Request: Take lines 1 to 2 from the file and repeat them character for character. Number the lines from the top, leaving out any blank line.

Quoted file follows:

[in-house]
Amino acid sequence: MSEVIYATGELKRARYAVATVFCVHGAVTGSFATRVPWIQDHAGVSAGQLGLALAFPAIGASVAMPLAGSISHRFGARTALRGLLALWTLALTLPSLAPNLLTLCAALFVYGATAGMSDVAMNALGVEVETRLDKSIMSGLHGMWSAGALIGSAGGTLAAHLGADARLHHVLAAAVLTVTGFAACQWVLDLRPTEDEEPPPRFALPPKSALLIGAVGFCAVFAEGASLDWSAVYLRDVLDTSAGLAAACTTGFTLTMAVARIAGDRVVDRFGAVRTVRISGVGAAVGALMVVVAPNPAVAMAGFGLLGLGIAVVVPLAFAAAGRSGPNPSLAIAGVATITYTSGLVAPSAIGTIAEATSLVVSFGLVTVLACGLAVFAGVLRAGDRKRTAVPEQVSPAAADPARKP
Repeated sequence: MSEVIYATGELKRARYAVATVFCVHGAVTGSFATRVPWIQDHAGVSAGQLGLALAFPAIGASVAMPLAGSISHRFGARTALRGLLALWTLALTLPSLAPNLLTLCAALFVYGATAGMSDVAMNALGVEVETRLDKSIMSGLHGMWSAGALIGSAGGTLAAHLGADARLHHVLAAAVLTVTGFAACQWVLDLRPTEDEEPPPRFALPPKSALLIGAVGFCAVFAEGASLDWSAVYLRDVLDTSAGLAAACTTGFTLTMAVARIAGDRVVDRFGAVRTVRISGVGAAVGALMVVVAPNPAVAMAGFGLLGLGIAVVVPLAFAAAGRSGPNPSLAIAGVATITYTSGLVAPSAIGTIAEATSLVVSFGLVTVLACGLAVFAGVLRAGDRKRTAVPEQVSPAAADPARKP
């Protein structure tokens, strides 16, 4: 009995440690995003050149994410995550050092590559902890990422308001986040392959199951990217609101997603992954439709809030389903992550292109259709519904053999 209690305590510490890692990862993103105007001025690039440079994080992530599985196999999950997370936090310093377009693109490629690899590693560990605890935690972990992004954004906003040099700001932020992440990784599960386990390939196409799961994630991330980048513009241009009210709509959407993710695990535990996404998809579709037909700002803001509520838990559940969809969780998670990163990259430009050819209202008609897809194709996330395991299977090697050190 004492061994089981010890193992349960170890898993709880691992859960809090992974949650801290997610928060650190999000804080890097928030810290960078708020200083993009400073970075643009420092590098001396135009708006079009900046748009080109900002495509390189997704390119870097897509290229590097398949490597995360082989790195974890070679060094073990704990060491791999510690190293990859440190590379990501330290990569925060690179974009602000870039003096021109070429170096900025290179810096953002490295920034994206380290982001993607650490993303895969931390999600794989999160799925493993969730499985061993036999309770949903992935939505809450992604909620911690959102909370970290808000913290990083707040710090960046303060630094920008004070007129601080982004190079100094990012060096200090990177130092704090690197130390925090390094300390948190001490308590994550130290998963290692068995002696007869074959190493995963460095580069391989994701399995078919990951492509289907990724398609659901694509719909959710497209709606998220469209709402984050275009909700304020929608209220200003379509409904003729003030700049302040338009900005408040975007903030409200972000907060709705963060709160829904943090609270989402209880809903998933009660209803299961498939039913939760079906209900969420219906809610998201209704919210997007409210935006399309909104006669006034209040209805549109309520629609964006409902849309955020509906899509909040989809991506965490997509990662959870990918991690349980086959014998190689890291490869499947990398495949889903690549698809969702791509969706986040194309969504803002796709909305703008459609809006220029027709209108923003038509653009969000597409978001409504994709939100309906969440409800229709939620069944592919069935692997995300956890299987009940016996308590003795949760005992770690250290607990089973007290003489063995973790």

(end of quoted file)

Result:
[in-house]
Amino acid sequence: MSEVIYATGELKRARYAVATVFCVHGAVTGSFATRVPWIQDHAGVSAGQLGLALAFPAIGASVAMPLAGSISHRFGARTALRGLLALWTLALTLPSLAPNLLTLCAALFVYGATAGMSDVAMNALGVEVETRLDKSIMSGLHGMWSAGALIGSAGGTLAAHLGADARLHHVLAAAVLTVTGFAACQWVLDLRPTEDEEPPPRFALPPKSALLIGAVGFCAVFAEGASLDWSAVYLRDVLDTSAGLAAACTTGFTLTMAVARIAGDRVVDRFGAVRTVRISGVGAAVGALMVVVAPNPAVAMAGFGLLGLGIAVVVPLAFAAAGRSGPNPSLAIAGVATITYTSGLVAPSAIGTIAEATSLVVSFGLVTVLACGLAVFAGVLRAGDRKRTAVPEQVSPAAADPARKP